With the correct key, I was able to decrypt the 0x2A0 blob which turned out to be (as I suspected) a DER encoded PKCS#8 RSA private key along with a SHA1 hash to authenticate the encryption.
It was a fun journey, but out of caution, I will not be actually using this modem. Cloning MACs is too much intertwined with stealing internet service and although it is not something I ever intend to do, I do not want there to be any confusions between me, the government, and Big ISP. As a result, it was just a fun exercise. As a word of advice to the reader, many people have been arrested for hacking modems. This site does not condone or promote any illegal activities and this post is presented only for education purposes and is more about reversing hardware then it is about bypassing restrictions.
Here’s some “fun facts” I’ve gathered on my journey.
- Some modems have backdoors for your ISP (usually technician and customer service agents) to log in to. The modem I looked at had a SSH server that is not visible on the LAN (your devices <-> your modem) or WAN (your modem <-> Internet) but is visible to the CMTS (your modem <-> your ISP). This is enforced by iptables. They also have a separate username/password to the router gateway page with a weak password that you cannot change. This login works from LAN and WAN as well if you enable remote management.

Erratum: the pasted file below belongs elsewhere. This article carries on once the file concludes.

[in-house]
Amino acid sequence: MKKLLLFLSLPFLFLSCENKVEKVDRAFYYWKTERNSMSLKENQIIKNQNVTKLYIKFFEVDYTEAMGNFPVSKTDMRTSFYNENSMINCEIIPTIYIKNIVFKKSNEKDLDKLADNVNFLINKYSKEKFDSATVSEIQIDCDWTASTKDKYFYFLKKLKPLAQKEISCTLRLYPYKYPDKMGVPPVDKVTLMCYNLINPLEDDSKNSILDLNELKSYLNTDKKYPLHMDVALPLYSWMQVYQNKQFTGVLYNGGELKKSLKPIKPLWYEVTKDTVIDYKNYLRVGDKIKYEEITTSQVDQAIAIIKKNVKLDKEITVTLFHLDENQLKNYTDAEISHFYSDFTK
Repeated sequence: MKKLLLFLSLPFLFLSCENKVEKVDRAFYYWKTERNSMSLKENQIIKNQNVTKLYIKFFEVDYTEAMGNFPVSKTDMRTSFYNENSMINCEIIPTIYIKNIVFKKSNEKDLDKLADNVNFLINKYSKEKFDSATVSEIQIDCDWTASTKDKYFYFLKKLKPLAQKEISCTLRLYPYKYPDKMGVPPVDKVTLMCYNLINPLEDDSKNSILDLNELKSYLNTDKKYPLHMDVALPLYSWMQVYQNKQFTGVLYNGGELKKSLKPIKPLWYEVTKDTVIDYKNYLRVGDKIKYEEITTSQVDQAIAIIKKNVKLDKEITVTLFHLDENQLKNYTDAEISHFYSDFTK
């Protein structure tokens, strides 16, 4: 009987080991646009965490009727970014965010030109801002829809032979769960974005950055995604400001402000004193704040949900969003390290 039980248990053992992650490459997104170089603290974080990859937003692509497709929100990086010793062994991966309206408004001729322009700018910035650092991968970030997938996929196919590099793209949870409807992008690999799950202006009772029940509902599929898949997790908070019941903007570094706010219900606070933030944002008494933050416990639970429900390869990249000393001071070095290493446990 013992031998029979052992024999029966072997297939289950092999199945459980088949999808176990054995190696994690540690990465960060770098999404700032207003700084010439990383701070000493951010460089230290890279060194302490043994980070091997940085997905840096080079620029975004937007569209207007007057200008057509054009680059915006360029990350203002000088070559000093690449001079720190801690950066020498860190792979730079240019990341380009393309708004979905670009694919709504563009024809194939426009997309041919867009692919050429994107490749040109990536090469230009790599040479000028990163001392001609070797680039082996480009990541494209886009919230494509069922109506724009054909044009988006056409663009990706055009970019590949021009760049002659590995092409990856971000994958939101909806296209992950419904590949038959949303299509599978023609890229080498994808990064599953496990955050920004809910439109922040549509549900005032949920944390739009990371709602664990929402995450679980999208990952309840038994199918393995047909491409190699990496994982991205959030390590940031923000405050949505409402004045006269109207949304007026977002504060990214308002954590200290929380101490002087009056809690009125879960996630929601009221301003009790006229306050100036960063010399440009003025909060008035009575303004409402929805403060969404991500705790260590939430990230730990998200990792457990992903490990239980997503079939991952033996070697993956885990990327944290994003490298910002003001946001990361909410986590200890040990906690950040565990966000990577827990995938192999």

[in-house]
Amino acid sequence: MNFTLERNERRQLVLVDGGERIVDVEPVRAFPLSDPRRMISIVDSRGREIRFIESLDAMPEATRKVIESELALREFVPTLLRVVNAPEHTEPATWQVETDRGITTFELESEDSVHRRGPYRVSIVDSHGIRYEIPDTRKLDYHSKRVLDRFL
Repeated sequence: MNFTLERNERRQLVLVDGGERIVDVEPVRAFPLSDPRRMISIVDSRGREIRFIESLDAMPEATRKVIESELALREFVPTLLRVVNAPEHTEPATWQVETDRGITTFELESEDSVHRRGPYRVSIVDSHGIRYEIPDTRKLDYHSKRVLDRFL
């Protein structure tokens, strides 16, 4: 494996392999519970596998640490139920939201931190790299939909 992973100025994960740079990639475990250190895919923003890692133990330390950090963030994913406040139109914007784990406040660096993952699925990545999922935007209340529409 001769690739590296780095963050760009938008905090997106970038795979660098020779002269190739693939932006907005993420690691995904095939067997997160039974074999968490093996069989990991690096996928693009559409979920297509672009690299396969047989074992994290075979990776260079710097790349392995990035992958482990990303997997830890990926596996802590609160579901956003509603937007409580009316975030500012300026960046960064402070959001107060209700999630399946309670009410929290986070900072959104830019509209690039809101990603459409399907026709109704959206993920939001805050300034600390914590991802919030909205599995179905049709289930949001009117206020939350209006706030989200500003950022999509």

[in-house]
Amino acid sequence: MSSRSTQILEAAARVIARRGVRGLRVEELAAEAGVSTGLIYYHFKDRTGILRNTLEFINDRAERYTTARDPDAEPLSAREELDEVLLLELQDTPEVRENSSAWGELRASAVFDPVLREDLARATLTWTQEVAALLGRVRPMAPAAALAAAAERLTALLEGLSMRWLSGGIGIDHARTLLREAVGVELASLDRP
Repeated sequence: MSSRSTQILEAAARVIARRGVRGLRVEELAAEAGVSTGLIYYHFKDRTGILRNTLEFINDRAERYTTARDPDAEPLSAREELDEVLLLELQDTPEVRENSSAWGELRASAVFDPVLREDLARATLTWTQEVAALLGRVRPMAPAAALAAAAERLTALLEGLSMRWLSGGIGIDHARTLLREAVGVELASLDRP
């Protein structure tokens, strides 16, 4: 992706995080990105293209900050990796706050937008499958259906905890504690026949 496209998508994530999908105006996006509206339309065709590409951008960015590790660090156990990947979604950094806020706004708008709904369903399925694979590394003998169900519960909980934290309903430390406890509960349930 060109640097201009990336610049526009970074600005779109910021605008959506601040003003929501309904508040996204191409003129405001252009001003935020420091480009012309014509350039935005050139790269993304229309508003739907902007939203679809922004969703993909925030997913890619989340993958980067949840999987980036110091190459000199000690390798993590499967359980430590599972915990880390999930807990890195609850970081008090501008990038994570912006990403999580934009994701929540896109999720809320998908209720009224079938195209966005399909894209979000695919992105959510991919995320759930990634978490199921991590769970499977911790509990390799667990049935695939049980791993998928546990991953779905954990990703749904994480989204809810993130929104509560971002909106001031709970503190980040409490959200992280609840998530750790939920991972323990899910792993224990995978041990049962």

- EAE (early authentication and encryption) is a feature in DOCSIS 3.0 that allows an encrypted connection to be established early on. My ISP (one of the top ISPs in America) has this disabled even for DOCSIS 3.0 routers that support it. The CM config file contains information on your service plan, your upstream/downstream limits, your bandwidth usage, and more. This is sent unencrypted along with the DHCP request to establish an IP address.
- Because of the above, it might be possible to perform a MITM attack on neighbors through DHCP.
- DOCSIS 3.0 provides the ability to use AES-128 per-session traffic encryption but my ISP (again one of the top ISPs in America so I doubt other ISPs differ in this) chooses instead to use DES (not 3DES by the way) with 56-bit keys (since they still support DOCSIS 2.0). Note that an attack was presented in 2015 by using rainbow tables to make cracking DOCSIS traffic trivial. Reading the service agreement with my ISP, it seems that they concede to this and declared that there is no expectation of privacy with their service. I guess a legal fix is much easier than a technical one.